"Threats are changing, and this is not the environment we grew up in," Peter Kim, Chief Information Officer at USAF said recently. The air force, like other military branches, has considered IT systems the primary arena for implementing cybersecurity measures. As the program develops, Kim noted that cyberspace needs to be better secured, since many of the F-35’s weapons systems hinge on functioning computer networks.
Specifically, Kim points to the F-35’s sensor-fusion capabilities. A sensor fusion "gathers information from the aircraft’s multiple onboard sensors to create a single integrated picture of the battlefield," per Lockheed Martin, the jet’s manufacturer. The company lists the sensor fusion second on the list of "six capabilities only possible in the world’s most advanced fighter jet."
Given the seemingly endless issues that continue to ground the F-35, one wonders how the plane’s architects did not consider that cyber-invasions might compromise 'mission assurance.' Lockheed Martin specifically indicated that information obtained via sensors is shared with the rest of the fleet through "secure datalinks."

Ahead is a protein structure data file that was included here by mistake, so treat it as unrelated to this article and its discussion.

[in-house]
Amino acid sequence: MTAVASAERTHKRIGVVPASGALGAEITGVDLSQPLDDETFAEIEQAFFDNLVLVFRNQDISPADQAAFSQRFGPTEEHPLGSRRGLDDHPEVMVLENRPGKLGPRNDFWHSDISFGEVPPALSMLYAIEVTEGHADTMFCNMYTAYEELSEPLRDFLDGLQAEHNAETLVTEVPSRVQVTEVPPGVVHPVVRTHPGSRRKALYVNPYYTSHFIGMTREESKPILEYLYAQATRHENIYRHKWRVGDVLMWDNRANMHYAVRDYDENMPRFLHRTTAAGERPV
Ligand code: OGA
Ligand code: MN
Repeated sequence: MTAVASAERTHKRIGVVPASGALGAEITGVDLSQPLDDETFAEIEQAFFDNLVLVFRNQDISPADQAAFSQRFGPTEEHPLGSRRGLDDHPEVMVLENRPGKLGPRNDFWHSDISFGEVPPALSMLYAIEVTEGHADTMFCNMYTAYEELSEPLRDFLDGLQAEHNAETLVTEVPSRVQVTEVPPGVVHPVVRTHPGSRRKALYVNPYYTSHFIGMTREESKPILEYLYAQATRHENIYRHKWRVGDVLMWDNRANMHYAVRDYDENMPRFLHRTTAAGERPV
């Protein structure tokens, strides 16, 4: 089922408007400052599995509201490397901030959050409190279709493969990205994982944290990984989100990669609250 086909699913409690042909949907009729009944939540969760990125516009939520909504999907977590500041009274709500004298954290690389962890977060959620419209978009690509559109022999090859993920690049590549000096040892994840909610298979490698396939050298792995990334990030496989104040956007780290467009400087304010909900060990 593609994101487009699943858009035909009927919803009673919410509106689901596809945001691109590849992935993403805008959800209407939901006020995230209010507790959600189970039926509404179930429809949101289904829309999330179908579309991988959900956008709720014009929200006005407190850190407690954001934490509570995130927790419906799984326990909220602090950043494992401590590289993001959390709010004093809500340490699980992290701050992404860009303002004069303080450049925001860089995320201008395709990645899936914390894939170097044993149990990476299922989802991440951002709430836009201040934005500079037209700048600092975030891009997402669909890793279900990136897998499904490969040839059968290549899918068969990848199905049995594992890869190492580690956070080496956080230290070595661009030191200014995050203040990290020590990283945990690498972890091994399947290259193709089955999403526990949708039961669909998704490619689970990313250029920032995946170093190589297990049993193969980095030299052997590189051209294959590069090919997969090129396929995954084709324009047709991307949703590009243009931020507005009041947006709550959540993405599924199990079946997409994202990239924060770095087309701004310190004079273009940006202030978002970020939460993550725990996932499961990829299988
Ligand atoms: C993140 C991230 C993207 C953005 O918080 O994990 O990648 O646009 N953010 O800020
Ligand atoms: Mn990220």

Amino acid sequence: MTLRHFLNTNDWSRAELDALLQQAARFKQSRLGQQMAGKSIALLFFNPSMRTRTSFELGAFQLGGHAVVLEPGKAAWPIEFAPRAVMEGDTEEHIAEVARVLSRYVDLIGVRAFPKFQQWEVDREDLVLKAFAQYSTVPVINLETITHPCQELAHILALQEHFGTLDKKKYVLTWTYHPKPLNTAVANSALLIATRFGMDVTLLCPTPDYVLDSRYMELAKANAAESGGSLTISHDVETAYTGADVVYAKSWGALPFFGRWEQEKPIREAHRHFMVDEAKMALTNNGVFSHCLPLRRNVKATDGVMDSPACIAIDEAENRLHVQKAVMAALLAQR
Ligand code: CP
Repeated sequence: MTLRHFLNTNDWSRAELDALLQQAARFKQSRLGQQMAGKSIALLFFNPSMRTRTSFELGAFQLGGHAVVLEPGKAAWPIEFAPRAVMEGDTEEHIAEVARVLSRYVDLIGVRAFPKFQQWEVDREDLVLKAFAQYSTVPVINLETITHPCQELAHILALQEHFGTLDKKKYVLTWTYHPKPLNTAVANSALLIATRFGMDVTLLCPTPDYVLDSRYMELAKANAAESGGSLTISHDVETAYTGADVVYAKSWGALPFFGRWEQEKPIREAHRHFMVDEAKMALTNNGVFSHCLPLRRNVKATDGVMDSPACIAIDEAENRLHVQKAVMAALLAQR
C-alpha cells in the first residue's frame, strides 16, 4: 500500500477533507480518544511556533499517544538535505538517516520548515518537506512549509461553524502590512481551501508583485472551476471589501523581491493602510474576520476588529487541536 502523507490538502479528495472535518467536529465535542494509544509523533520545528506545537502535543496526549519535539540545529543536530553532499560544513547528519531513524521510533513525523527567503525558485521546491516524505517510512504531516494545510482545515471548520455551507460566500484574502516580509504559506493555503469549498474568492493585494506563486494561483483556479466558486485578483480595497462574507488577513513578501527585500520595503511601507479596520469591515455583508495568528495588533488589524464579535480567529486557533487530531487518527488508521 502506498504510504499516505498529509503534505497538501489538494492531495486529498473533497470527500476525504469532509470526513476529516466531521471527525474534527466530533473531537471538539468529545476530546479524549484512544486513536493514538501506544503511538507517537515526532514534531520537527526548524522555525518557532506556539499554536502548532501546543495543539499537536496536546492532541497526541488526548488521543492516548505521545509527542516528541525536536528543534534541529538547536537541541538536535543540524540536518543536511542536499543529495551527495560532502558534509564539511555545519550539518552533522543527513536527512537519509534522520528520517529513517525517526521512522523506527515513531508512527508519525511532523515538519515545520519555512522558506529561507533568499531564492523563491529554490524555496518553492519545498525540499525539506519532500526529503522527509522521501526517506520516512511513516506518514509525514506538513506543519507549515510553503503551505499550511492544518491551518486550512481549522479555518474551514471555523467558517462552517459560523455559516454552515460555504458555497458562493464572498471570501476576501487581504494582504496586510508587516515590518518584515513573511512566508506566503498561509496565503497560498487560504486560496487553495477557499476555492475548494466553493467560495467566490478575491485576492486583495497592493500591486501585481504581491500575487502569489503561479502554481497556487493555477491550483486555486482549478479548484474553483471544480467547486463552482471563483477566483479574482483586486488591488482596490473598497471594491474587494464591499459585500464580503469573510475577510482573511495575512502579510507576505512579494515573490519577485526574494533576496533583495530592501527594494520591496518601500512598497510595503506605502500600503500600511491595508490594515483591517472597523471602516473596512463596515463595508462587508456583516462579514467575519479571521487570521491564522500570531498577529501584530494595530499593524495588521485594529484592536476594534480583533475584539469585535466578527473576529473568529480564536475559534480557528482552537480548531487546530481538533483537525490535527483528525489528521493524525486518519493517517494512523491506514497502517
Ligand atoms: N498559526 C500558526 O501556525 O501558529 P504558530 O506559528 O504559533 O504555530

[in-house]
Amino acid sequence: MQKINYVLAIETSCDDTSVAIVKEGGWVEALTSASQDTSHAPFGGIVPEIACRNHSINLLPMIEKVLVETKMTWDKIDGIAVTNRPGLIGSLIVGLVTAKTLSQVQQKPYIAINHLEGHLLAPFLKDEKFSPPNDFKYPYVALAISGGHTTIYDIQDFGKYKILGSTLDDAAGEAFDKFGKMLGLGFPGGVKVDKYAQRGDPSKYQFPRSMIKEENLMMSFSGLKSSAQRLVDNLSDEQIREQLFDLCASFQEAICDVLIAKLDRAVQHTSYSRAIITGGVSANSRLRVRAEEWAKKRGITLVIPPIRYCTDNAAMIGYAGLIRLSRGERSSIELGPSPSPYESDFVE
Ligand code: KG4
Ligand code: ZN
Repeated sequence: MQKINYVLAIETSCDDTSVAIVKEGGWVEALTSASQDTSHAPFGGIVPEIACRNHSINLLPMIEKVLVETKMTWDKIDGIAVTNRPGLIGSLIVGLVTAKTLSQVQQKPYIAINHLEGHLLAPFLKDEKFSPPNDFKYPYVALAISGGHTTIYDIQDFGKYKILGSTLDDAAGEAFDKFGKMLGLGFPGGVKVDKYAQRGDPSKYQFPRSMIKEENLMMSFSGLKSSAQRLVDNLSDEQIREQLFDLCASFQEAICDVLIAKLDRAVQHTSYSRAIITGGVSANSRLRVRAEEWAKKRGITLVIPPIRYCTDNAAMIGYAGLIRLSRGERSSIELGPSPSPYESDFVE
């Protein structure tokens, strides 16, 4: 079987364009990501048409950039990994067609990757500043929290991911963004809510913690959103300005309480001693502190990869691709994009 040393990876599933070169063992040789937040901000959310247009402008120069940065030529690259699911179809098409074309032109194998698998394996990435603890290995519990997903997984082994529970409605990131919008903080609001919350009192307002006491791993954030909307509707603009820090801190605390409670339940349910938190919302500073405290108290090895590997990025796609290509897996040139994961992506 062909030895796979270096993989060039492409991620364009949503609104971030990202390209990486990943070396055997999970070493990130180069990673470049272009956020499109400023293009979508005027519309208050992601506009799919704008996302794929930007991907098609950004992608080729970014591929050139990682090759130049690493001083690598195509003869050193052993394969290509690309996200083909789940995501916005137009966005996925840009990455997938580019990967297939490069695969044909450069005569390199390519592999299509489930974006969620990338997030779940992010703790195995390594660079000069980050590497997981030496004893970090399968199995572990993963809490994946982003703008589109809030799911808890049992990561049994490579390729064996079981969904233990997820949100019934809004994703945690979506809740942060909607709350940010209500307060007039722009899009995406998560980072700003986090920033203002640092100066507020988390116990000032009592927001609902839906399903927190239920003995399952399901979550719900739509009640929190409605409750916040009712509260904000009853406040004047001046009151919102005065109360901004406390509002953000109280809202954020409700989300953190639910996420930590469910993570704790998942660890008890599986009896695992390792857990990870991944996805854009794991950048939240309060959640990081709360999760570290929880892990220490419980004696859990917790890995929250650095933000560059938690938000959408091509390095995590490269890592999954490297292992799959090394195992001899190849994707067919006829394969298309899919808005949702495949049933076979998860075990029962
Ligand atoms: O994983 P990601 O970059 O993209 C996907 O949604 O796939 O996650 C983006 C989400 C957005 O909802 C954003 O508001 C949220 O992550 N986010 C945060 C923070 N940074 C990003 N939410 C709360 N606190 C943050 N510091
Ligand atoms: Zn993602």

The US Air Force may be emphasizing cyber-related measures, due to the complexity of the F-35. A real-time virtual-reality display is built into the pilot’s helmet. The jet’s 'nerve center,' or Autonomic Logistics Information System, provides ongoing maintenance assistance and equips pilots with mission-planning capability. The F-35’s Electro-Optical Targeting System uses lasers for reconnaissance purposes and to deliver laser- and GPS-guided missiles and weapons. By penetrating even just one weapon system on the plane, the F-35 network could be thrown into jeopardy in an instant.
“How do we start building resiliency? When something touches a weapons system, it will touch a network," Kim said.
One tactic the USAF has taken to bolster cyber defense is to activate "cyber-squadron" pilot programs. The service dedicates teams at airbases around the world to conduct cyber-patrol missions of key networks, according to Kim.
The overarching aim is to "operationalize" with built-in cybersecurity technologies to "support the combatant commander more than we ever have in the past," said Col. Robert Cole, director at the air force "Cyber Forward" program.